How far would John Edwards have gone?

I think one of the most significant counter-factuals or alternative universes we can fathom is one where John Edwards doesn’t have an affair in 2006-2008.  Let’s lay out the scenario from there:

Edwards goes on to finish 3rd in 2008.  He mostly disappears for a while as his wifes’ health fails, meaning he probably doesn’t go into the Obama administration.  This leads us to 2016.  Hillary Clinton runs, but what if John Edwards runs as well? He’s 63 at this point, obviously wants to be President, and isn’t his Two Americas message the perfect distillation of Bernie Sanders-like grievances in a form that’s palatable for mainstream Dems?  Does Bernie even run in a race between Hillary and John Edwards?  And seeing Hillary’s weakness in that race, doesn’t it seem reasonable John Edwards wins the Nomination, holds the Midwest/Iron Belt, and is President right now?

Let’s go another direction: Let’s say Edwards either runs and loses the 2016 nomination to Hillary, or passes entirely on 2016.  Isn’t he the perfect candidate to run in 2020.  He’s like a much more mainstream, likable Bernie Sanders.  Hillary supporters probably aren’t as antagonistic to him as they are to Bernie.  He is probably a very strong candidate, and the perfect mix of electability and liberal economic ideas.

I tend to think John Edwards is probably President or our next President if he doesn’t commit infidelity.  It’s amazing to think about what could have been, and how big a mistake one can commit.

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2020 Democrats Overrated/Underrated

It’s still a little early to say for sure how the 2020 Democratic Primary will look.  We can make some educated guesses at this point, though:

Joe Biden

OVERRATED: Biden simply has too much material for opponents to work with.  He might be likable now, but if he gets in the race and begins to look even remotely like a threat, he’ll get hit with ads on everything from segregation-era remarks to #MeToo problems to any number of other gaffes from over the years.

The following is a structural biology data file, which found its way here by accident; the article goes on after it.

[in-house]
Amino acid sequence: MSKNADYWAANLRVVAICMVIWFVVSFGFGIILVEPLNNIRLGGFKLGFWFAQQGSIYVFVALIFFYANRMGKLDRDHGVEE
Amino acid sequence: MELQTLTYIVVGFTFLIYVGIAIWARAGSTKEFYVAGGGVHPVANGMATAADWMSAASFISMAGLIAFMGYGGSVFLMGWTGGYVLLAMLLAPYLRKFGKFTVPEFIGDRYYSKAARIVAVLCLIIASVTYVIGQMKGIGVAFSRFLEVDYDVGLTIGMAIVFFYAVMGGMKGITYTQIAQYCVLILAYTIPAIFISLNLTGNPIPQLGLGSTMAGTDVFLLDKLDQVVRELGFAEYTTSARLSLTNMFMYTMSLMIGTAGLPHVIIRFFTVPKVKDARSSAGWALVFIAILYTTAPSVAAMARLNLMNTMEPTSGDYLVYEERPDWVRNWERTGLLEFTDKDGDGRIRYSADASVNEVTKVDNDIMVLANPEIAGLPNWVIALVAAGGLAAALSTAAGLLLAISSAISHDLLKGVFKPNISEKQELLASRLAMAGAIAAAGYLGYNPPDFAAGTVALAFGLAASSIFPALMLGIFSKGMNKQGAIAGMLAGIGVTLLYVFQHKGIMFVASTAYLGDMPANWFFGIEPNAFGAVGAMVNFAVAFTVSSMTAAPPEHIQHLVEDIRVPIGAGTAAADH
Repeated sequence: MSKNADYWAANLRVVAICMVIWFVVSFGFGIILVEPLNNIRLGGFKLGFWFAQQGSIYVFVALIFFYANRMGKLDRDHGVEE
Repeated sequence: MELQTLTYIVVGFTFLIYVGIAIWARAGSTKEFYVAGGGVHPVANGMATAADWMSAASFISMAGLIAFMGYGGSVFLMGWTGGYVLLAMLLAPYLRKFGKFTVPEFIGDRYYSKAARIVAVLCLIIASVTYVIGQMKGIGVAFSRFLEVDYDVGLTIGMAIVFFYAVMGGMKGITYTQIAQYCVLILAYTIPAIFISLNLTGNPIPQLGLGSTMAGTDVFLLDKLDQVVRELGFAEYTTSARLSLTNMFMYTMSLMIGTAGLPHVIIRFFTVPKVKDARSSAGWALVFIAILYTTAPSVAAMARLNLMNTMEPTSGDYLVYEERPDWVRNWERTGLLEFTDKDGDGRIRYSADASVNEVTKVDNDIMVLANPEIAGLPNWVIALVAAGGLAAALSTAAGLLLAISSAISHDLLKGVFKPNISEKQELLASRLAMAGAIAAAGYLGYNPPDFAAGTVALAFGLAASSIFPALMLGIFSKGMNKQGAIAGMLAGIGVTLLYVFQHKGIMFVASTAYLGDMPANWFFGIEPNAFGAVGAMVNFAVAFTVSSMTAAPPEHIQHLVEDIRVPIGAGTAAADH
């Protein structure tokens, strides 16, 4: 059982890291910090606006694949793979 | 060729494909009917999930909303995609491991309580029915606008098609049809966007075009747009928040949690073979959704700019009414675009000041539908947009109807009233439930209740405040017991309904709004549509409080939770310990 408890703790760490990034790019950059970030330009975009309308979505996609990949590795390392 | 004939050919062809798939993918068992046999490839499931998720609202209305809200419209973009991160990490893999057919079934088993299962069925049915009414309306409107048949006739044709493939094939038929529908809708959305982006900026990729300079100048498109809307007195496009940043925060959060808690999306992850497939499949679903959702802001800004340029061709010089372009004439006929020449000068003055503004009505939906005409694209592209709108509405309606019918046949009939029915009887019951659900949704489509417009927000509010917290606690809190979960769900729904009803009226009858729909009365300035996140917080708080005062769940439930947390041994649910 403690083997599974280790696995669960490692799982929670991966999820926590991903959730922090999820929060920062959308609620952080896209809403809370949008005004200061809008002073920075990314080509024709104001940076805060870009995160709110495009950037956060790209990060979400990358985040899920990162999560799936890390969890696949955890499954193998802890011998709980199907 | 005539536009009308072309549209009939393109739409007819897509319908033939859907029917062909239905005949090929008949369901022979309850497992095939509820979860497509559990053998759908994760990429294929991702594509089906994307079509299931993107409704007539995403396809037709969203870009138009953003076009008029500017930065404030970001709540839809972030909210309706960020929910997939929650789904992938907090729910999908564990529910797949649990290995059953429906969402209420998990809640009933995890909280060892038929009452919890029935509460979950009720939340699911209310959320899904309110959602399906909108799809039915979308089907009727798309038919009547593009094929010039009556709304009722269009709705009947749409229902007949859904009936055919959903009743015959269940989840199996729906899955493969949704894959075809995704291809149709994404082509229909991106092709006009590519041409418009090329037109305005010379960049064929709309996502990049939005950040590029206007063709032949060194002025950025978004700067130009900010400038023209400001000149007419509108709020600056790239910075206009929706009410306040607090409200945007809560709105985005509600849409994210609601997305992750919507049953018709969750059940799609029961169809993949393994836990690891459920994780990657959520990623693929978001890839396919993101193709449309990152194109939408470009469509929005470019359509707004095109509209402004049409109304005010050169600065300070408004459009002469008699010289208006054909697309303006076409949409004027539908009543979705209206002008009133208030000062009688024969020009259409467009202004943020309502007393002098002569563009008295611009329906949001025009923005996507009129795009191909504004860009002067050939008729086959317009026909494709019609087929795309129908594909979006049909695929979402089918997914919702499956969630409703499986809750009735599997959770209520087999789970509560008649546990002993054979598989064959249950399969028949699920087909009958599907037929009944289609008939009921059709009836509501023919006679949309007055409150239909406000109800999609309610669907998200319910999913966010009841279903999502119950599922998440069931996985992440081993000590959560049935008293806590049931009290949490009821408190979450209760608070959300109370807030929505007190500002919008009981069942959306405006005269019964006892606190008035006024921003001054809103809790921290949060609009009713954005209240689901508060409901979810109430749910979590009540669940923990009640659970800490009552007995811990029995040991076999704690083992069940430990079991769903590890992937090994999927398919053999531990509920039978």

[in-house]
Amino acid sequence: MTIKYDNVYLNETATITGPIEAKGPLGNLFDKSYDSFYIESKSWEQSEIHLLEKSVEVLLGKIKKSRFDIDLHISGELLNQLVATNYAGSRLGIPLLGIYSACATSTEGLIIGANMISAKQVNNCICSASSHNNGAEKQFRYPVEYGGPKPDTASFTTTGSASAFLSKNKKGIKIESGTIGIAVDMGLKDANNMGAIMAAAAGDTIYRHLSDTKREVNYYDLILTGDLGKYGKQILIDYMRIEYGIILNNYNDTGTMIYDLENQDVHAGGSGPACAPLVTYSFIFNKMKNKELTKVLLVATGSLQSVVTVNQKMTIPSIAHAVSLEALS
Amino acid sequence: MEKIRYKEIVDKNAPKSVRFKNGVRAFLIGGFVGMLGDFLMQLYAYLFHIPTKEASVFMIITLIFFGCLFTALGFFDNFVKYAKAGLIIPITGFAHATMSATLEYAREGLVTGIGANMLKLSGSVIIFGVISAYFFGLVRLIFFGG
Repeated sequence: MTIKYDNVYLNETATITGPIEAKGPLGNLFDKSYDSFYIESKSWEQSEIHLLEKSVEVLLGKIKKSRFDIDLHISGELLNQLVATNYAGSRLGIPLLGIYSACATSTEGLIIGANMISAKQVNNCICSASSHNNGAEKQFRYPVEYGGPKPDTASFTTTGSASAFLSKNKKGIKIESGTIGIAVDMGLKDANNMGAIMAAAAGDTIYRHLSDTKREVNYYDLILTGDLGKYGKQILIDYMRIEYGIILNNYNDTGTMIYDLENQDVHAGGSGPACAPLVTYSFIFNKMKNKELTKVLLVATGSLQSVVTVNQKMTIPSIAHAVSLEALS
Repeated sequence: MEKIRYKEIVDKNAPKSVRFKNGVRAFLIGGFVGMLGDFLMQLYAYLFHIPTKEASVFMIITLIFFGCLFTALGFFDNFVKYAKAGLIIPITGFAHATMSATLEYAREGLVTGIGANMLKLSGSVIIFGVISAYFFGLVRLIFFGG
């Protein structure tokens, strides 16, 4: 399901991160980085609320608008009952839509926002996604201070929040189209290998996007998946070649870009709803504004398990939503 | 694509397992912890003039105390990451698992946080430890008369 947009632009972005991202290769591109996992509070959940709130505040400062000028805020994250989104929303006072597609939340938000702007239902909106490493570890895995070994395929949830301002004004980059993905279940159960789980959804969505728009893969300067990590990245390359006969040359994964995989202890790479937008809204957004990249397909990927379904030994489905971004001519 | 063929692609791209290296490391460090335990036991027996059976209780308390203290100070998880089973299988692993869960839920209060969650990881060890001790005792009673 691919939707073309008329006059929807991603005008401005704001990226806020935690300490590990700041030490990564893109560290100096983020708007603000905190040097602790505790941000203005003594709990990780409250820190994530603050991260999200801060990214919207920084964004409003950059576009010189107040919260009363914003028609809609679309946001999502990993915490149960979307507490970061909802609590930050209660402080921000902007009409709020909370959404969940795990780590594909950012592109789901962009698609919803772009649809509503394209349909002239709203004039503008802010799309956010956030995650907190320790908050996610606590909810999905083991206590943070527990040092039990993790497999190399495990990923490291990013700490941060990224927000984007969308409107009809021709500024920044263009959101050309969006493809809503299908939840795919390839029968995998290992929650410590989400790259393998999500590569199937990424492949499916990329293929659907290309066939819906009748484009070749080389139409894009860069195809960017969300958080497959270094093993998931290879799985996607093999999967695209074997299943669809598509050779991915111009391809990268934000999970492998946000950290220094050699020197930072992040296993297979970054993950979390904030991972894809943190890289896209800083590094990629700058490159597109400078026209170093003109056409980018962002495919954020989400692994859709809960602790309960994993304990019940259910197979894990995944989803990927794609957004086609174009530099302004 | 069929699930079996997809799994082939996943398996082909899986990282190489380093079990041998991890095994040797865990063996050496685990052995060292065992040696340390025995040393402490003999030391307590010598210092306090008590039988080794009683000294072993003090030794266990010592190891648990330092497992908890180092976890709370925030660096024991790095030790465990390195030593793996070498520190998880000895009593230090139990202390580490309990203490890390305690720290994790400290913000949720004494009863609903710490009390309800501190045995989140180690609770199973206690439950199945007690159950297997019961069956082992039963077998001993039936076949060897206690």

Cory Booker

UNDERRATED: Hillary Clinton won many of her delegates in 2016 by running up big margins in predominantly African-American districts.  Booker may very well have the best chance of emulating this path.  He also has a legitimate legislative win to his name in Criminal Justice Reform.  Many of the other US Senators on this list don’t have any accomplishments that major that stand out.

Sherrod Brown

UNDERRATED: He may not be as buzzy as some of the other candidates running, but he has major union support and plays well in swing states.  If electability is a big concern for Democratic primary voters, he will get a lot of looks (especially if Biden stays out or gets in and fades).

Julian Castro

EVEN: He can’t be ruled out completely, and he has a message that may play well.  It’s just hard to see how he will stand out with the primary electorate overall or attract the grassroots dollars of some of the other names on this list.

Kirsten Gillibrand

OVERRATED: She has too many past positions that are completely out of line with the electorate.  Her one area she stands out on is her #MeToo credentials from being one of the first to call on Al Franken’s resignation, but I’m not sure how far that will go in a field that may very easily have at least half-a-dozen female candidates.

Kamala Harris

OVERRATED: A career prosecutor is going to have a hard time going the distance in a Democratic primary in this environment.  She has some major criminal justice reform issues from her time in CA, and that could very well create more room for Booker in particular to consolidate the African-American and youth votes.

Amy Klobuchar

EVEN: She maybe gets some traction if electability becomes a big issue, and she’s shown substantive acumen in big moments such as the Kavanaugh and Barr nomination hearings.  If this electorate is more focused on ideology than electability, though, it’s hard to see a lane for Klobuchar.

Beto O’Rourke

OVERRATED: He had the benefit in 2018 of running against a national bogeyman.  There’s just not much evidence he’ll hold up on a national stage running against other Democrats as of yet.

Bernie Sanders

OVERRATED: Age will be a quiet problem with voters, and too many of his voters will scatter with more options than Hillary Clinton this time around.

Elizabeth Warren

EVEN: She’s put together a serious team and will reap the benefits of an early start.  She’ll be priced in as one of the top contenders, but all indications as of now are that she should be.